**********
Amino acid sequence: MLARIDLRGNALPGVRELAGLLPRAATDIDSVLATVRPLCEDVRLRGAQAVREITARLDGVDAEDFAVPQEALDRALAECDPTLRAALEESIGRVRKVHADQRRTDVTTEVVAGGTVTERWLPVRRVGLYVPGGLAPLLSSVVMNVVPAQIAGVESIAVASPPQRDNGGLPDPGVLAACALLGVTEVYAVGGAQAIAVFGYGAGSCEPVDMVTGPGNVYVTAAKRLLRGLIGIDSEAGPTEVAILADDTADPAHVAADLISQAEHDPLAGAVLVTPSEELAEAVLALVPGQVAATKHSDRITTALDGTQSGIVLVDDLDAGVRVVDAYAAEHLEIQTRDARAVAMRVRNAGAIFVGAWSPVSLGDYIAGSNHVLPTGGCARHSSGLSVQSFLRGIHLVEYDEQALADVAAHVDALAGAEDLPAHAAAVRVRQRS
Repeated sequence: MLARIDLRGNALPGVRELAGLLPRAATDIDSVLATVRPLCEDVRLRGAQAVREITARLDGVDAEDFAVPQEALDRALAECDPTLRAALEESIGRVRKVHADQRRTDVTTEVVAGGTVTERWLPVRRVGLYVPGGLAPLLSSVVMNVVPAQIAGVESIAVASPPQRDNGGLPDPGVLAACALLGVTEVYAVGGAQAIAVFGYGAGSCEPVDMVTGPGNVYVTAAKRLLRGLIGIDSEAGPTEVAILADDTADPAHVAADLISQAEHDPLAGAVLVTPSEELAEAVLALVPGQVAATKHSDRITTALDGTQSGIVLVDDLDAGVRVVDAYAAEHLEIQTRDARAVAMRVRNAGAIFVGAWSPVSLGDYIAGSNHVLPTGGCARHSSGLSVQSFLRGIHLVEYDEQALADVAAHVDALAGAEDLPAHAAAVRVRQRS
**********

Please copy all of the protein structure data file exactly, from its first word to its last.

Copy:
Amino acid sequence: MLARIDLRGNALPGVRELAGLLPRAATDIDSVLATVRPLCEDVRLRGAQAVREITARLDGVDAEDFAVPQEALDRALAECDPTLRAALEESIGRVRKVHADQRRTDVTTEVVAGGTVTERWLPVRRVGLYVPGGLAPLLSSVVMNVVPAQIAGVESIAVASPPQRDNGGLPDPGVLAACALLGVTEVYAVGGAQAIAVFGYGAGSCEPVDMVTGPGNVYVTAAKRLLRGLIGIDSEAGPTEVAILADDTADPAHVAADLISQAEHDPLAGAVLVTPSEELAEAVLALVPGQVAATKHSDRITTALDGTQSGIVLVDDLDAGVRVVDAYAAEHLEIQTRDARAVAMRVRNAGAIFVGAWSPVSLGDYIAGSNHVLPTGGCARHSSGLSVQSFLRGIHLVEYDEQALADVAAHVDALAGAEDLPAHAAAVRVRQRS
Repeated sequence: MLARIDLRGNALPGVRELAGLLPRAATDIDSVLATVRPLCEDVRLRGAQAVREITARLDGVDAEDFAVPQEALDRALAECDPTLRAALEESIGRVRKVHADQRRTDVTTEVVAGGTVTERWLPVRRVGLYVPGGLAPLLSSVVMNVVPAQIAGVESIAVASPPQRDNGGLPDPGVLAACALLGVTEVYAVGGAQAIAVFGYGAGSCEPVDMVTGPGNVYVTAAKRLLRGLIGIDSEAGPTEVAILADDTADPAHVAADLISQAEHDPLAGAVLVTPSEELAEAVLALVPGQVAATKHSDRITTALDGTQSGIVLVDDLDAGVRVVDAYAAEHLEIQTRDARAVAMRVRNAGAIFVGAWSPVSLGDYIAGSNHVLPTGGCARHSSGLSVQSFLRGIHLVEYDEQALADVAAHVDALAGAEDLPAHAAAVRVRQRS